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If you started or run a GSD rescue, would you do it again, knowing what you now know about fundraising, paperwork, and time commitment? Any advice for someone starting one? (e.g., "Don't!" :eek:)

My shelter volunteer buddy and I are at a point that we feel like it's time to think about forming a 501c3 to be able to fundraise. There are also changes on the horizon at the shelter suggesting we will eventually need some independence to have more control over dogs, medical care, and adoptions. After over a year of doing this at the shelter, it was probably inevitable that we'd have to form a rescue, and we're about at that point.

I'm risk averse by nature (my professional background makes me so), so I've resisted people locally telling me I should do this for about a year. I felt like I was learning as I went along fostering and volunteering at the shelter, and forming community relationships.

There is no GSD rescue in my city. The closest one, in the next city over, does not pull from this area, and is a tiny operation. As shelter volunteers, if we were a GSR, last year we'd have been the biggest in the state. For 2013, we've already had 24 GSDs placed plus 10 more of our "Shepherd Friends" (mixes we helped find homes)--and we have a bunch of fosters currently.

We have essentially become a pretty well-organized volunteer quasi-breed rescue operating from inside of the shelter. Our website is generating traffic and inquiries, our FB page is too, adopters are posting photos of dogs there that are happy and healthy, we're getting invited by local event organizers to bring foster dogs for adoption a rescue. We're personally funding medical care sometimes for GSD shelter dogs we're advocating for (if one needs x-rays, I pay the clinic's bill; if one needs Doxy, I often pay the RX cost; if one needs bloodwork....). We're recruiting more foster homes, volunteers for adoption events, doing home checks, reference checks, and vet checks....all for the GSD shelter dogs. We're even training other volunteers to copy our structure for other breeds at the shelter.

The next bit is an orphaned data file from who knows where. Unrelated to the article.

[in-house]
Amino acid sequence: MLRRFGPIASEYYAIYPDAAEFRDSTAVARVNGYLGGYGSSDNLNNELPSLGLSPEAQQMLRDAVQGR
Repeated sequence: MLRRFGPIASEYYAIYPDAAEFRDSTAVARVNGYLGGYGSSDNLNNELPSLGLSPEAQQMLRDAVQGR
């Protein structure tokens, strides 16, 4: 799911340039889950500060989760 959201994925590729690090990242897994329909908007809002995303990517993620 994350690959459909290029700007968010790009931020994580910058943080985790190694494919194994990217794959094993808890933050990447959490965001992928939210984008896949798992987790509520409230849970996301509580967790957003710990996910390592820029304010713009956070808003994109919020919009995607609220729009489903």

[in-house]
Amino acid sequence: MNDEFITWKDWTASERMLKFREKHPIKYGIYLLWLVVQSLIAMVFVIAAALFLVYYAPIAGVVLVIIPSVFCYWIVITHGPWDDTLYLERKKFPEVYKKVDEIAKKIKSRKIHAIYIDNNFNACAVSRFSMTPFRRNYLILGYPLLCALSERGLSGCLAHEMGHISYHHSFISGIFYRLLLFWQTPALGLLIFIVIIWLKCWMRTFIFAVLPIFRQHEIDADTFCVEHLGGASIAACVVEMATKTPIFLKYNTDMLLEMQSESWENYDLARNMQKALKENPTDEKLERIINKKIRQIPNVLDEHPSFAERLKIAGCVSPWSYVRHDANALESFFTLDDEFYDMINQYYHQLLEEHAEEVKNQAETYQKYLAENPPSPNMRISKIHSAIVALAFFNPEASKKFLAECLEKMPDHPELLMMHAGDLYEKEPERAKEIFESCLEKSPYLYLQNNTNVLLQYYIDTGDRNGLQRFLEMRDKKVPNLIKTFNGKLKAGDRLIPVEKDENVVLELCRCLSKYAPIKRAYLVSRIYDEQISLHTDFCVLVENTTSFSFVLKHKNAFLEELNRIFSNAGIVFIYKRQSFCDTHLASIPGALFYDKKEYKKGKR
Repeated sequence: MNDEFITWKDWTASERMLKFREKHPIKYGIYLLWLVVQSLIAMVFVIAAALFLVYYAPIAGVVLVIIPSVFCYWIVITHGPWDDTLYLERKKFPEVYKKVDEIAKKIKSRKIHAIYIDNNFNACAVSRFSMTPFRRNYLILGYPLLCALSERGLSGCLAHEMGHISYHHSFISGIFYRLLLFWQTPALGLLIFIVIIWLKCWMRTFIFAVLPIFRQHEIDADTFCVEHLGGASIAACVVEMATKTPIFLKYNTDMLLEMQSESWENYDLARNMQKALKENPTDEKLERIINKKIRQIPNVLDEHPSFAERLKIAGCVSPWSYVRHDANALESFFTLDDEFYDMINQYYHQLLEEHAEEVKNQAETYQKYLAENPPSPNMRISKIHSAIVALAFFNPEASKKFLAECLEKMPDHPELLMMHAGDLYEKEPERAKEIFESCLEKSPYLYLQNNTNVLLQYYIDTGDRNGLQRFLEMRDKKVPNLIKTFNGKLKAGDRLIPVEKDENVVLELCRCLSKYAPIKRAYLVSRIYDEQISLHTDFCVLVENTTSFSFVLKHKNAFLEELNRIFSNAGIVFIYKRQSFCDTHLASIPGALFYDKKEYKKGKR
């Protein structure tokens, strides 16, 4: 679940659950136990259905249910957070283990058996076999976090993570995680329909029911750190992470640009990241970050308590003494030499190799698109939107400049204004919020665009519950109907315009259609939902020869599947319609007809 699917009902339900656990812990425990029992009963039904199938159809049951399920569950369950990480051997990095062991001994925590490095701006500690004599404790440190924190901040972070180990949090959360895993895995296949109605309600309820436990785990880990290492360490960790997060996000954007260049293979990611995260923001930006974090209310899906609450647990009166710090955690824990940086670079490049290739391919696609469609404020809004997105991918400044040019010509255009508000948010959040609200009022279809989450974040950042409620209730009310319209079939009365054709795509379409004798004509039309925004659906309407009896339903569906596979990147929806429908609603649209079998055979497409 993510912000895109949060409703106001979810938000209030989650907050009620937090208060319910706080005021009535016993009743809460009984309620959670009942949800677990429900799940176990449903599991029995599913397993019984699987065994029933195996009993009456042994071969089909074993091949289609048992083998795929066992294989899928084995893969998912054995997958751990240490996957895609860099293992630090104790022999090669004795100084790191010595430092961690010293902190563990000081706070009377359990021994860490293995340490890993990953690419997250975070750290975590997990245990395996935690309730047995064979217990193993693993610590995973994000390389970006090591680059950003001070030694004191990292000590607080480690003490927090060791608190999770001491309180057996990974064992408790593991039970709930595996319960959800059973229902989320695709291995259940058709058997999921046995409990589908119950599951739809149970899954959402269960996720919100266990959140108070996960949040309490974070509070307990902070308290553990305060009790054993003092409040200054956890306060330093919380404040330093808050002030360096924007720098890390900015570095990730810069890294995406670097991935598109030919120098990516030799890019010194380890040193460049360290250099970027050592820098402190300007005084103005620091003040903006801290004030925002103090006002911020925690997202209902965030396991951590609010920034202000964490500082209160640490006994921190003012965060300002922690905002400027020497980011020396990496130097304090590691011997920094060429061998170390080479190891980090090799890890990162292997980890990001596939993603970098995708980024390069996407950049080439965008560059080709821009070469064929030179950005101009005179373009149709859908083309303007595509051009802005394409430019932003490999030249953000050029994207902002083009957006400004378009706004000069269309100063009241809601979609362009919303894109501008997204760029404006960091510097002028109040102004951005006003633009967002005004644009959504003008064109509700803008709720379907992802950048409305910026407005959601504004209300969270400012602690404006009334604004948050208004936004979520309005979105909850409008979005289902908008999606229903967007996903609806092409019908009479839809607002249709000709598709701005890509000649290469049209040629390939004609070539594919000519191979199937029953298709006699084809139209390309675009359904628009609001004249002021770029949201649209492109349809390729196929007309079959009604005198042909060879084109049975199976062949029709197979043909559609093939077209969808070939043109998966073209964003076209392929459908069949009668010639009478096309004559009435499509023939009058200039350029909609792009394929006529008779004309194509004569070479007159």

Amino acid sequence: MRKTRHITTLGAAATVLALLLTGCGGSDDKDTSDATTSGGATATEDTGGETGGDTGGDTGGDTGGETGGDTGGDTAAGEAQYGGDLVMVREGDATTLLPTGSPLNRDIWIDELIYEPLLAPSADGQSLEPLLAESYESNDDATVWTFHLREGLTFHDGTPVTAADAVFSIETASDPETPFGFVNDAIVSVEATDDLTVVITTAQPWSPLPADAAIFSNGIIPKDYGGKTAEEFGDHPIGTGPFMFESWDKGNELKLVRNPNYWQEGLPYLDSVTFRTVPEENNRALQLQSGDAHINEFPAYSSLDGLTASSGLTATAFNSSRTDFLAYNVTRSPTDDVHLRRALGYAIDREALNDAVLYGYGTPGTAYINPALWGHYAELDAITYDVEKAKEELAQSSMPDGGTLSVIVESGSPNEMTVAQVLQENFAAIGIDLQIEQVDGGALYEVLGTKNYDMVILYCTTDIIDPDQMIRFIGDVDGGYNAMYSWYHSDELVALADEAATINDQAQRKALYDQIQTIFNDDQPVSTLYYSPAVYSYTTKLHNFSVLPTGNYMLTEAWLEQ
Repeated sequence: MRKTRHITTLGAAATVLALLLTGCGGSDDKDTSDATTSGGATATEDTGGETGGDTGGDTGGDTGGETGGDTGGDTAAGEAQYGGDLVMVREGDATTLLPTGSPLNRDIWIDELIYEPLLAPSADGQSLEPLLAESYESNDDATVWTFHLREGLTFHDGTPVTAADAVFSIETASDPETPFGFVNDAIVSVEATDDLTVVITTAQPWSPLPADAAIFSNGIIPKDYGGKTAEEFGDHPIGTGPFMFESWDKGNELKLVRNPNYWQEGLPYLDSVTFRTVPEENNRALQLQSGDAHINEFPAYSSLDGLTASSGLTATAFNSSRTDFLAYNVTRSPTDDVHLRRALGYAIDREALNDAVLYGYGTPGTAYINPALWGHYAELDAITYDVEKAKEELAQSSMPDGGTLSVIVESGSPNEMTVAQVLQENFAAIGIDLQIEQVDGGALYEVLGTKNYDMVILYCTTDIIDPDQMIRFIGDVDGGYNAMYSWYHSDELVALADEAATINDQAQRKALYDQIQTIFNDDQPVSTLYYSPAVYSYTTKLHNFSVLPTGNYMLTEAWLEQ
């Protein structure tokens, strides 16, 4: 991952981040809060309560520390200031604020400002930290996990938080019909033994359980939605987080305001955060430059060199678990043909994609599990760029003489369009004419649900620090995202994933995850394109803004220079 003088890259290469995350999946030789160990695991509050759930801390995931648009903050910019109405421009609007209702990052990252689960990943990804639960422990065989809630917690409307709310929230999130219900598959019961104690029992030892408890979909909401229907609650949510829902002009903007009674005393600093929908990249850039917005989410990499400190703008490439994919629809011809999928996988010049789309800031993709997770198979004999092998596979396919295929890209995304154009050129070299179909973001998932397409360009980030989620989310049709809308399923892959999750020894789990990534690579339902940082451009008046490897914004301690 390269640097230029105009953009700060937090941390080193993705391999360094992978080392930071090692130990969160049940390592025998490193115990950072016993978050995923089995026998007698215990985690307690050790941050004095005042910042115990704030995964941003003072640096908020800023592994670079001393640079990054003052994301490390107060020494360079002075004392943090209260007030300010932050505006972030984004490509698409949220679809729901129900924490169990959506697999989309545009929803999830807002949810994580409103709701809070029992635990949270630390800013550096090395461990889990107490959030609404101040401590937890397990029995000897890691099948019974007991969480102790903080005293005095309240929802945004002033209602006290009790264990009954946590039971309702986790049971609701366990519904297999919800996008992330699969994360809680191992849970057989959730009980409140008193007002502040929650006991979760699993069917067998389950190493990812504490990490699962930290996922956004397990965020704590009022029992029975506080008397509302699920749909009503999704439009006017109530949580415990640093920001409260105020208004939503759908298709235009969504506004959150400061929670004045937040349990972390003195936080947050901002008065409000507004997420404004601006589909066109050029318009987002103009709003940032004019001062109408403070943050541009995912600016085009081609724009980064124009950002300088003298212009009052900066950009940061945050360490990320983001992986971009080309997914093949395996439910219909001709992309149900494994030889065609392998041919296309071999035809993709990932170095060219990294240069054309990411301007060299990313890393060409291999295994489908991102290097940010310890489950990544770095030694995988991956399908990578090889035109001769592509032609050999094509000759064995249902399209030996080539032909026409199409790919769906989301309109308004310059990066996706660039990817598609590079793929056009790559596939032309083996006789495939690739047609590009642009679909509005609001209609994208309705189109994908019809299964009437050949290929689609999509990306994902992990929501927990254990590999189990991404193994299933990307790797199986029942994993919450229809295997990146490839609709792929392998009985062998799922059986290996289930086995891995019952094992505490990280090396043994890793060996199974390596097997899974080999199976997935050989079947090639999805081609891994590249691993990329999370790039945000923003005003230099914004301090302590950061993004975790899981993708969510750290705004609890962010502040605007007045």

We've figured out what we do well (evaluating, caring for, and placing adopable GSDs from one shelter where we have a great relationship). And we're avoiding things we don't do well (helping dogs in far away places). Doing this has allowed us to get our busy, open-intake, poorly funded public shelter to "no kill" status for this one breed (it was an 80% kill rate for all breeds just a few years ago...). It's the best statistic in the whole shelter.

Forming a corporation and doing the paperwork of to get 501c3 status is something I can do myself--it's not daunting to me. We'd have a new tax/accounting paperwork burden that will be annoying, but manageable. Mr. Magwart and I work full-time, but we're pretty good time managers.

We also have volunteers willing to help with fundraising, and a good trainer who donates time and classes.

My thought is that after forming a rescue, we will actually continue fostering for the shelter, and adopting out for the shelter, until there's a big enough "rescue fundraising cushion" to handle substantial vet bills and the cost of insurance -- in other words, all that changes at first is fundraising starts. No dogs will be "pulled," and there will be no rescue "operation" until the money's there. We know that even at the super-low-cost vetting places that help rescues, we'll easily have over $100 in a dog at the blink of an eye. And that's just if they're healthy, and they almost never are. Insurance will also likely run around $2,000/yr.

If you are part of a good, experienced rescue organization, tell me what else I need to be thinking about and worrying about before making this decision?
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